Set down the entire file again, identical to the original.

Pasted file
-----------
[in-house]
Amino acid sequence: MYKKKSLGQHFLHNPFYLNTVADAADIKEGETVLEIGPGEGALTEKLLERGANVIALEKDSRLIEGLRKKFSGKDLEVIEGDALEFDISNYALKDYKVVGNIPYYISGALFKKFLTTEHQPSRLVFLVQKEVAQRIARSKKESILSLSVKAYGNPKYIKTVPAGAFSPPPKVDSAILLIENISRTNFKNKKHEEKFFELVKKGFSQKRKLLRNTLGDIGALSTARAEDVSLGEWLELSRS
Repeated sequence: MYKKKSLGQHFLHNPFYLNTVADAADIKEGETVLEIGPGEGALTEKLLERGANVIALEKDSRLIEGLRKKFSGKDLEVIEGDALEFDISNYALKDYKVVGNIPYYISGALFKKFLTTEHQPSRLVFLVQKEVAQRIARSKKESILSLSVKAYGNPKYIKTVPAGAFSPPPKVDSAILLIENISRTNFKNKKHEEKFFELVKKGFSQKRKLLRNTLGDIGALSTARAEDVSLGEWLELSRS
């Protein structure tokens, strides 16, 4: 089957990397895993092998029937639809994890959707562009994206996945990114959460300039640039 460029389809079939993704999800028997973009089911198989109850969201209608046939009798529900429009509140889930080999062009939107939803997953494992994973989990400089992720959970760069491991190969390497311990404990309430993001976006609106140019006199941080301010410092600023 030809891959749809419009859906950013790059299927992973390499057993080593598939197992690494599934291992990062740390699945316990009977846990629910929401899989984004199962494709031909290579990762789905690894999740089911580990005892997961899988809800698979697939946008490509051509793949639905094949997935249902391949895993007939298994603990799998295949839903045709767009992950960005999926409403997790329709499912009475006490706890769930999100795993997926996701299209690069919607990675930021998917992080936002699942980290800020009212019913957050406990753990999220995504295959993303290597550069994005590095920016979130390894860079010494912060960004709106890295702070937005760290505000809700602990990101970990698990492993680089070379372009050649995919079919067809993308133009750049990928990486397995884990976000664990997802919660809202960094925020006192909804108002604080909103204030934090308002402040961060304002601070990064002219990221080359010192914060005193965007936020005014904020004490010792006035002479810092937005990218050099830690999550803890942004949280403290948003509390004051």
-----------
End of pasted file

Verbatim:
[in-house]
Amino acid sequence: MYKKKSLGQHFLHNPFYLNTVADAADIKEGETVLEIGPGEGALTEKLLERGANVIALEKDSRLIEGLRKKFSGKDLEVIEGDALEFDISNYALKDYKVVGNIPYYISGALFKKFLTTEHQPSRLVFLVQKEVAQRIARSKKESILSLSVKAYGNPKYIKTVPAGAFSPPPKVDSAILLIENISRTNFKNKKHEEKFFELVKKGFSQKRKLLRNTLGDIGALSTARAEDVSLGEWLELSRS
Repeated sequence: MYKKKSLGQHFLHNPFYLNTVADAADIKEGETVLEIGPGEGALTEKLLERGANVIALEKDSRLIEGLRKKFSGKDLEVIEGDALEFDISNYALKDYKVVGNIPYYISGALFKKFLTTEHQPSRLVFLVQKEVAQRIARSKKESILSLSVKAYGNPKYIKTVPAGAFSPPPKVDSAILLIENISRTNFKNKKHEEKFFELVKKGFSQKRKLLRNTLGDIGALSTARAEDVSLGEWLELSRS
């Protein structure tokens, strides 16, 4: 089957990397895993092998029937639809994890959707562009994206996945990114959460300039640039 460029389809079939993704999800028997973009089911198989109850969201209608046939009798529900429009509140889930080999062009939107939803997953494992994973989990400089992720959970760069491991190969390497311990404990309430993001976006609106140019006199941080301010410092600023 030809891959749809419009859906950013790059299927992973390499057993080593598939197992690494599934291992990062740390699945316990009977846990629910929401899989984004199962494709031909290579990762789905690894999740089911580990005892997961899988809800698979697939946008490509051509793949639905094949997935249902391949895993007939298994603990799998295949839903045709767009992950960005999926409403997790329709499912009475006490706890769930999100795993997926996701299209690069919607990675930021998917992080936002699942980290800020009212019913957050406990753990999220995504295959993303290597550069994005590095920016979130390894860079010494912060960004709106890295702070937005760290505000809700602990990101970990698990492993680089070379372009050649995919079919067809993308133009750049990928990486397995884990976000664990997802919660809202960094925020006192909804108002604080909103204030934090308002402040961060304002601070990064002219990221080359010192914060005193965007936020005014904020004490010792006035002479810092937005990218050099830690999550803890942004949280403290948003509390004051």